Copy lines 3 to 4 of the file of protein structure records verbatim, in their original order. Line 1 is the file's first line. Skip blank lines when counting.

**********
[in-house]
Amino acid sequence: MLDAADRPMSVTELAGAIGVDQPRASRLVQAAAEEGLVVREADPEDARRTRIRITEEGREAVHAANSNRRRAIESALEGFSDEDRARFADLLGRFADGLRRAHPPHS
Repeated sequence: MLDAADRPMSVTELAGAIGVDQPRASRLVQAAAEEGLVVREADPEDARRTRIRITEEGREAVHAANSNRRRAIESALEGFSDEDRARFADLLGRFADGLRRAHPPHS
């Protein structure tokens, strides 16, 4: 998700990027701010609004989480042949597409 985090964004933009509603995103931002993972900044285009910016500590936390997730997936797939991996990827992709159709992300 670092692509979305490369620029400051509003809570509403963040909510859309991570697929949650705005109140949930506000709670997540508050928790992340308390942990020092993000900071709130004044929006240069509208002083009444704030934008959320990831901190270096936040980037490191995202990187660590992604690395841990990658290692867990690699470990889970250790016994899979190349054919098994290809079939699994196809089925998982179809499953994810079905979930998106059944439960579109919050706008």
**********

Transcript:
Repeated sequence: MLDAADRPMSVTELAGAIGVDQPRASRLVQAAAEEGLVVREADPEDARRTRIRITEEGREAVHAANSNRRRAIESALEGFSDEDRARFADLLGRFADGLRRAHPPHS
């Protein structure tokens, strides 16, 4: 998700990027701010609004989480042949597409 985090964004933009509603995103931002993972900044285009910016500590936390997730997936797939991996990827992709159709992300 670092692509979305490369620029400051509003809570509403963040909510859309991570697929949650705005109140949930506000709670997540508050928790992340308390942990020092993000900071709130004044929006240069509208002083009444704030934008959320990831901190270096936040980037490191995202990187660590992604690395841990990658290692867990690699470990889970250790016994899979190349054919098994290809079939699994196809089925998982179809499953994810079905979930998106059944439960579109919050706008």